Since we are using an absolute threshold, however, we need to bias correct the models first. We did this by calculating the difference in means of April Tmax temperatures for Australia over 1961-1990 between historical-ALL runs of each model and observations, for which we used the AWAP dataset, and then added this difference back to the April 2018 Tmax temperatures for the respective models. Upon a quick discussion with Andrew King, I realised that bias correcting the models in this way assumes that the models are biased only in the means but not in the variance or skewness of the distribution. However, due to the time constraints of finishing the project during the winter school we decided to stick with our simple bias correction strategy. During our bias correction process, however, we realised that two of the models IPSL-CM5A-LR and IPSL-CM5A-MR were still biased. This could have been as a result of an error in the calculation of the bias or perhaps the bias in these models is not systematic in time, meaning the bias over 1961-1990 is not the same as the bias over the entire period of run for this model. In the end we decided to not use these models. The biases in our models are shown below, including the two models which we did not use.

Surprisingly large biases between April Tmax averaged over 1961-1990 between models and observations.

Our results (as seen in the main figure above the title) show that the historical-ALL distribution is shifted to the right compared to the historical-NAT distribution, however, the variance of the historical-ALL distribution is also smaller compared to the variance of the historical-NAT distribution. As a result, total area underneath the distribution to the right of the threshold (shown by the vertical black line) is actually smaller in the historical-ALL distribution compared to the historical-NAT distribution (as seen below). As a result, the resulting FAR value was -12.1%! During my conversation with Andrew King earlier, I was also informed that we can calculate the significance of our FAR value using bootstrapping. This is done by randomly sampling runs from both historical-ALL and historical-NAT runs and calculating the FAR value based on these. This process is repeated to create a distribution of our null hypothesis that the April 2018 Tmax temperatures are not more or less likely in the anthropogenic world. We can then test our FAR value against this distribution at a 10% level (5th and 95th percentile) to check for significance. We did not have time to conduct this bootstrapping exercise during the winter school but I suspect, had we done it, we would have found that our FAR value is not significant. My understanding is that the April 2018 event we chose is too extreme to accurately estimate the tails of the distributions because of the lack of estimates around the threshold. I believe if we chose a less extreme event we could have gotten a significant FAR value. The other possibility is that models cannot actually produce temperature this extreme given the initial conditions. Had we bias corrected the variance of the Tmax distributions for each model, we could have estimated the tails of the distribution better.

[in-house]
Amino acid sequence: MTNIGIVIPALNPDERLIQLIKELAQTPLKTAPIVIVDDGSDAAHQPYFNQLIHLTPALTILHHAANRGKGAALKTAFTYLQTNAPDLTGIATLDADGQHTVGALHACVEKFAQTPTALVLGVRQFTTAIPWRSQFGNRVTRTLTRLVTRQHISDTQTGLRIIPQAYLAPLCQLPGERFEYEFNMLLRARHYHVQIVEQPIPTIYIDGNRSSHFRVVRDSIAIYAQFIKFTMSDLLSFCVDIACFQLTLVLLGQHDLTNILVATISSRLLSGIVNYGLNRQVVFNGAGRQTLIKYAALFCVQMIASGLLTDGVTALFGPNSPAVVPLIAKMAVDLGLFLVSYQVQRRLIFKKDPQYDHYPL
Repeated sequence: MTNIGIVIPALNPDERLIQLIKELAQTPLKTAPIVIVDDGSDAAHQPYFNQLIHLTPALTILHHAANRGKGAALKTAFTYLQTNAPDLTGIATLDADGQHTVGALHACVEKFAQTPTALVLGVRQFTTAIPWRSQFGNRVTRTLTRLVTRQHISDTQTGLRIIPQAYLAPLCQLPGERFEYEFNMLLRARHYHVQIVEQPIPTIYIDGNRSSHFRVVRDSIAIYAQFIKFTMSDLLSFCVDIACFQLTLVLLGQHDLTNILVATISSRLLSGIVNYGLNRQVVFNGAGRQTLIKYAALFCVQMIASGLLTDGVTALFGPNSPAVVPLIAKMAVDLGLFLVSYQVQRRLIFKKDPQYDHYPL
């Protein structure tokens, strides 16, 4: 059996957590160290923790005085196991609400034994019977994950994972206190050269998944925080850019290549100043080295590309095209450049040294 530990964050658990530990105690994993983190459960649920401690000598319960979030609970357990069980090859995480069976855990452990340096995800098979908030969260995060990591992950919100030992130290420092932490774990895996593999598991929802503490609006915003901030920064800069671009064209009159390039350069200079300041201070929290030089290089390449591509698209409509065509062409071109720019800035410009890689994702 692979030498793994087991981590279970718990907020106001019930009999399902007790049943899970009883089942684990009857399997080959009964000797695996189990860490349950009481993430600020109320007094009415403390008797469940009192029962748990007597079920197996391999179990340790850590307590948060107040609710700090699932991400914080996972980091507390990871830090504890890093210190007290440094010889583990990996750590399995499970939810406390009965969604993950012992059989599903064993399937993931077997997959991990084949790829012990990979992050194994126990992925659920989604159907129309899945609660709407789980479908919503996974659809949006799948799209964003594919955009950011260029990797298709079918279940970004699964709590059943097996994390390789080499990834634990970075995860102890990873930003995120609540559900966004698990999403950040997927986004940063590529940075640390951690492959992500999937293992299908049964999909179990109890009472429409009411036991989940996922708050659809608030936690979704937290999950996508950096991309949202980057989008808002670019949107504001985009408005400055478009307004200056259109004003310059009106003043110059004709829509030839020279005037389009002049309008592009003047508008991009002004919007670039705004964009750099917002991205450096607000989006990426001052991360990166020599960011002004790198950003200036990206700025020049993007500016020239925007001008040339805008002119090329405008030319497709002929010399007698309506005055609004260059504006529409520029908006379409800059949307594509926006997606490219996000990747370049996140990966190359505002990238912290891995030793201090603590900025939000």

I think when it comes to event attribution, the actual FAR values should be given less emphasis anyway because of the uncertainties associated with the models and observations. I think we should be satisfied with statements that just say if the event in question is more or less likely in the anthropogenic world. Unfortunately we cannot with certainty make any such statements based on our analysis, although it looks like the event may not have an anthropogenic influence!

In terms of the future work related to this project, we clearly need to do the bias correction properly and also include an uncertainty based on the bootstrapping exercise. Based on the BOM data we also discovered that these anomalous April temperature were also the most widespread across Australia. So another interesting attribution exercise would be to attribute the spatial extent of this event to anthropogenic forcing. This can be done by once again choosing a local percentile based threshold for each grid cell to determine if the temperatures there are anomalous compared to the past. We can then count and compare the number of grids experiencing anomalous temperatures during April 2018 in the historical-ALL vs the historical-NAT simulations.

In summary, I thought the entire exercise served its main purpose which is that I now feel a lot more confident in designing and conducting experiments that involve CMIP5 model output analysis. A huge thanks to Melissa Hart, out ARCCSS/CLEX graduate director, for a great winter school!